The imaging devices 304 (e.g., digital cameras) and projectors 314 may work together to map an item 306 such as the exterior of a vehicle, to identify any defects or damage. It will be appreciated that numerous technologies are known in the art for recovering surface information from an object, including techniques using structured light, shape from motion, shape from shadow, time of flight, and so forth. All such techniques might be suitably adapted to use in a scanning and damage assessment technique as contemplated herein. This may include contact or non-contact techniques, as well as any of a variety of optical, image processing, acoustic, or other techniques for determining three-dimensional shape. One suite of techniques described above (as disclosed for example in U.S. Pat. No. 7,532,333) are particularly advantageous for use with reflective surfaces and may be suitably adapted for accurate measurement of automotive vehicle exteriors. However, any technique that can capture vehicle information in an objective, repeatable manner suitable for use with the systems and methods contemplated herein may also or instead be employed.

As discussed throughout this disclosure, the item 306 may include a vehicle. As such, the item 306 may have associated identifying information 318, such as any identifiers issued by a manufacturer (e.g., a vehicle identification number (VIN), a regulatory agency (e.g., a license plate number) or any other information suitable for uniquely identifying the item 306. Other information to identify the item 306, such as a quick response (QR) code sticker or the like may be applied to the item 306 for tracking throughout the scanning, assessment, and repair process. Any or all of this identifying information 318 may be acquired automatically, manually, or some combination of these at a location of the scanning system 300, and stored along with scan results and other inspection information for communication to the back end system 308.

The item 306 may include one or more panels 320. The panels 320 may generally include sections of an item 306, e.g., sections of a vehicle. The sections may correspond to a particular vehicle type (e.g., automobile) and classification (e.g., sedan, station wagon, sport utility vehicle, convertible, pickup truck, van, and so on). The panels 320 may include the exterior surfaces on the body of the vehicle. The panels 320 may exclude areas where no damage assessment is required, e.g., tires, wheels, bumpers, mirrors, and so forth, or where glass (i.e., windows and windshield) or other materials require alternative assessment techniques such as analysis for cracks, fractures, delamination of layered materials, or other defects. The panels 320 may include single piece panels of steel, aluminum, fiberglass, plastic or the like made by the manufacturer of the vehicle that together form the body of the vehicle.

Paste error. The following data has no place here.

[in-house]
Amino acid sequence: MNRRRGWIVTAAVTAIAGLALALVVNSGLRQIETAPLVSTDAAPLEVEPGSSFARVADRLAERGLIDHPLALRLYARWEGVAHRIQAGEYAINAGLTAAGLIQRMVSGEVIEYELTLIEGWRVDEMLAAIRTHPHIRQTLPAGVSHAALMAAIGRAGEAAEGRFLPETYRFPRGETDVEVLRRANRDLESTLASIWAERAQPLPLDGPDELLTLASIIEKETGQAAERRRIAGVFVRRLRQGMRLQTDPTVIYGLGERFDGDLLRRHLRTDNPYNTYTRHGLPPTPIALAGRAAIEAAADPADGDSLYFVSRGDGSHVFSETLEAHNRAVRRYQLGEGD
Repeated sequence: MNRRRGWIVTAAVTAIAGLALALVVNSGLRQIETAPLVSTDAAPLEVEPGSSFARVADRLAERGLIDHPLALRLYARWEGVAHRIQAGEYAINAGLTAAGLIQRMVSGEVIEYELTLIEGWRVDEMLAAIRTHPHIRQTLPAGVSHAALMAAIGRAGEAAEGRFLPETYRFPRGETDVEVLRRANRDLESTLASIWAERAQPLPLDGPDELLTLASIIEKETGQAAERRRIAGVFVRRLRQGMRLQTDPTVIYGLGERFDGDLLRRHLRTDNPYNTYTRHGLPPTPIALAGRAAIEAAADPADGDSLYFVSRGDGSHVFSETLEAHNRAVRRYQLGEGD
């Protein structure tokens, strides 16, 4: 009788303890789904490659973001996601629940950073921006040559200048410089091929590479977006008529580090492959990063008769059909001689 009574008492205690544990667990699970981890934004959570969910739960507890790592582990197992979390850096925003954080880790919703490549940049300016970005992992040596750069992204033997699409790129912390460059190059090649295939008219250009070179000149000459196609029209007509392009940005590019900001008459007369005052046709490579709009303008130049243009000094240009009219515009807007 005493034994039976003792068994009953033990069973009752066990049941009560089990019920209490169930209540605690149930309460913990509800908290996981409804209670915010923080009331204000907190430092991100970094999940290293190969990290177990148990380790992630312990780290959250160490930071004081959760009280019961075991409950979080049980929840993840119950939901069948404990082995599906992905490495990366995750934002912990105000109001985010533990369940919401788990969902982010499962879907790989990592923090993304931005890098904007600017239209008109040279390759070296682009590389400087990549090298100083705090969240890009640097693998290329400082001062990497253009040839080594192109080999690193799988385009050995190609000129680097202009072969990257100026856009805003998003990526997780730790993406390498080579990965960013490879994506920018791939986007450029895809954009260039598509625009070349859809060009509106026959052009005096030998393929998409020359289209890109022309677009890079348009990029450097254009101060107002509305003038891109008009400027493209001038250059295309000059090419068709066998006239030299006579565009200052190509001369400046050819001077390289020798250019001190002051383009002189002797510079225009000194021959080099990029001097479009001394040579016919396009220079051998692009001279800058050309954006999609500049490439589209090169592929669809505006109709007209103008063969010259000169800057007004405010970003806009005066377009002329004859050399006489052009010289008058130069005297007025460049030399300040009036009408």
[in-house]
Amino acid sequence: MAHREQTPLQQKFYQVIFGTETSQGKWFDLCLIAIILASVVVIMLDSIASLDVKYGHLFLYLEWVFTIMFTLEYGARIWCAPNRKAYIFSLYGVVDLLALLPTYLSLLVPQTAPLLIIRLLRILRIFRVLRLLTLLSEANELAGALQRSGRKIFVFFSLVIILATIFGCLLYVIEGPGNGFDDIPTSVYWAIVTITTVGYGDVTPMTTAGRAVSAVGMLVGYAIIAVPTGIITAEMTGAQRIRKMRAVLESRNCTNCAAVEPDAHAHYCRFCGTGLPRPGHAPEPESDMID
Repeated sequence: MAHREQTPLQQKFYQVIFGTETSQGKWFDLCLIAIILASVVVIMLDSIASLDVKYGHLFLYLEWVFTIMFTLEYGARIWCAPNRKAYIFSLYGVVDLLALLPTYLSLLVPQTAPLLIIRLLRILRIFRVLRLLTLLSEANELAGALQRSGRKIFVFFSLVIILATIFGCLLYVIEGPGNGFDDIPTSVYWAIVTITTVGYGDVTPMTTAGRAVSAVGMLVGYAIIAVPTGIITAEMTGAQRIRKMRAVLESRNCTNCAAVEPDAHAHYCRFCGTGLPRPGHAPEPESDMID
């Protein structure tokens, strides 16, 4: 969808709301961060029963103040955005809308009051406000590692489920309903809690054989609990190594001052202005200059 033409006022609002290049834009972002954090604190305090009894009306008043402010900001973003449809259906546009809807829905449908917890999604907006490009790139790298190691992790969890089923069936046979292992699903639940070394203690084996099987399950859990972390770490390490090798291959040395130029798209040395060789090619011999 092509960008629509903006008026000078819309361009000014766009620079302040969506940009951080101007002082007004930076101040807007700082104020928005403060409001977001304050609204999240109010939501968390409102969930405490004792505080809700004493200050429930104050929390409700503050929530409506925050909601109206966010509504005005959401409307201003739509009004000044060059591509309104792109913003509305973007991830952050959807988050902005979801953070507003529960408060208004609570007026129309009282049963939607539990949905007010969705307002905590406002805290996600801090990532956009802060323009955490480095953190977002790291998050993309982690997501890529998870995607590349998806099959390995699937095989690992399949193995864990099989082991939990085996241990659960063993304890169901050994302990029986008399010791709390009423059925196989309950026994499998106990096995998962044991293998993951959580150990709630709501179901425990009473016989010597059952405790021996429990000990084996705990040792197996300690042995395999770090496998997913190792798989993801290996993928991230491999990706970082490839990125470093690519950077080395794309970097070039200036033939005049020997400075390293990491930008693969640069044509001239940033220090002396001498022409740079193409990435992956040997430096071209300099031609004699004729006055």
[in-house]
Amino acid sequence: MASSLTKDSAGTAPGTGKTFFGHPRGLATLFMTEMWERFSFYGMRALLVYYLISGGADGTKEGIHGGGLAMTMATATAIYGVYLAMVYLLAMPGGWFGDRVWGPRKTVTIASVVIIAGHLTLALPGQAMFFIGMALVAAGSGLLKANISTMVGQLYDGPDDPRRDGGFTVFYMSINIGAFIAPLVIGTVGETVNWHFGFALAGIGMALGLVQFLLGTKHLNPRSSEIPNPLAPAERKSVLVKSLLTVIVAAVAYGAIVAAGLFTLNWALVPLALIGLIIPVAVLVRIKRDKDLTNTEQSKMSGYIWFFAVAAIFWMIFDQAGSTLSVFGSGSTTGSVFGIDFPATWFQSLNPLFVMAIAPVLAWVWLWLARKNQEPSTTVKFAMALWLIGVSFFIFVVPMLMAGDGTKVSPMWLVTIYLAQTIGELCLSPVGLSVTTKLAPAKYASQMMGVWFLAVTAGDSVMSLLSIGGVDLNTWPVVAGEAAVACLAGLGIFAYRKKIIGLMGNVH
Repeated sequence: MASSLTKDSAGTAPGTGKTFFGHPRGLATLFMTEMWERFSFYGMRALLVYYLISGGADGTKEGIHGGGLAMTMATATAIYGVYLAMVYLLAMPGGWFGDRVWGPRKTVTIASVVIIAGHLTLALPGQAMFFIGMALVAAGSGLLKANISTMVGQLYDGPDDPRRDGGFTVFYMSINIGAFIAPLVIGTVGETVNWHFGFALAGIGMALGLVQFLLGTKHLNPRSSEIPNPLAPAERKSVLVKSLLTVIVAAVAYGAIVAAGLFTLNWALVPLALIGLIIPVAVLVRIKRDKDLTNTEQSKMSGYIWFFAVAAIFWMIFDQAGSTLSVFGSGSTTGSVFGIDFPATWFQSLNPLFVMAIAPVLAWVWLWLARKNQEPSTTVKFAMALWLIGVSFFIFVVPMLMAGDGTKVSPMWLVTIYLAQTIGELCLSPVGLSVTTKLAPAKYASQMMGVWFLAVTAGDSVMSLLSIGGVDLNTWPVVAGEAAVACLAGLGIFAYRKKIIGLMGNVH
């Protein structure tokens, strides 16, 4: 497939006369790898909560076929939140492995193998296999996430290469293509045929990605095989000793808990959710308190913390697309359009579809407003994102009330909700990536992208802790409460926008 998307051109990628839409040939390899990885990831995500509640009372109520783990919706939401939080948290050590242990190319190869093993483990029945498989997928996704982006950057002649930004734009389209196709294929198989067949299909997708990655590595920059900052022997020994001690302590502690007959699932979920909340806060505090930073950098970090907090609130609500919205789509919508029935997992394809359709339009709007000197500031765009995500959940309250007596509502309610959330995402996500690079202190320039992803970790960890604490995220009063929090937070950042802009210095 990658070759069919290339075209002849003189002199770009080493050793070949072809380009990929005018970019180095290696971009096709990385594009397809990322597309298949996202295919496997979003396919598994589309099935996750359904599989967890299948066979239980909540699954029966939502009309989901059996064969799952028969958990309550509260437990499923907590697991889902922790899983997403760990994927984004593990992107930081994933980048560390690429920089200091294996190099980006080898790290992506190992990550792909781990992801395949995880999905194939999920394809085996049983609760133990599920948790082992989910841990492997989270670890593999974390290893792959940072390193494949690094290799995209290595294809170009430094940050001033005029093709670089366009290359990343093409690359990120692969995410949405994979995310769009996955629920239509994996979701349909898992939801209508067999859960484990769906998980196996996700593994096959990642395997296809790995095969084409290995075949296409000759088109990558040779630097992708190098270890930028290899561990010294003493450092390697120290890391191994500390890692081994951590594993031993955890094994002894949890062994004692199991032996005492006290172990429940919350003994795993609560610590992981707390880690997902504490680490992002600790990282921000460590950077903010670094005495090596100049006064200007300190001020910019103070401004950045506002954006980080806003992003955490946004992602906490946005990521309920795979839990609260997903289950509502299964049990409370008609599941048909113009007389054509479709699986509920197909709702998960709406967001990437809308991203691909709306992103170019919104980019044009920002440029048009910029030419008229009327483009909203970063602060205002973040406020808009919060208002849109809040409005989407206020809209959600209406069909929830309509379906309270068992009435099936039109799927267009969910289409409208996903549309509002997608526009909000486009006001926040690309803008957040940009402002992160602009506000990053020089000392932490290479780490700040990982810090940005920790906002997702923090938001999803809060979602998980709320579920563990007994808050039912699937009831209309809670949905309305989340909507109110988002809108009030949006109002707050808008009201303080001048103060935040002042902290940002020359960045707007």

The item 306, e.g., vehicle, may include one or more markers 322. In general, the markers 322 may include targets or the like placed in patterns on the vehicle. The markers 322 may include temporary, reusable stickers or the like (e.g., static adhesion stickers). Each marker 322 may take a variety of forms. For example, each marker 322 may include a known, predetermined pattern such as a shape or collection of shapes that can be readily detected by an optical scanner. Each marker 322 may also or instead include pseudo-random patterns that permit unique identification of each marker or group of markers. In another embodiment, a marker 322 may encode information about an item 306 (e.g. on a radio frequency identification (RFID) tag, QR code, or other scannable medium), or may encode a unique identifier for the item 306 (e.g., the marker may act as the vehicle identifier 318 discussed above). The markers 322 may be placed, for example at specific locations on a vehicle (e.g., with a lower left corner of the marker 322 aligned to a lower left corner of the right side front door), or in general locations (e.g., front windshield and back windshield), or some combination of these. In one aspect, each marker 322 might have a unique pattern that identifies a particular location on a vehicle or otherwise assists and overall scanning process. All such markers 322 might be usefully added temporarily to a vehicle during a scanning operation as contemplated herein.

The local computing system 307 may coordinate scanning of the item 306 and acquisition of related, supporting data, all of which may be locally stored in a data store 340 such as a hard drive or the like. The data acquired by the local computing system 307 may be periodically forwarded to a backend system 308 for processing as contemplated herein, such as cost estimating, repair scheduling, insurance claim processing, and so forth. The backend system 308 may, for example, include any of the servers, platforms, or resources described above with reference to FIG. 1.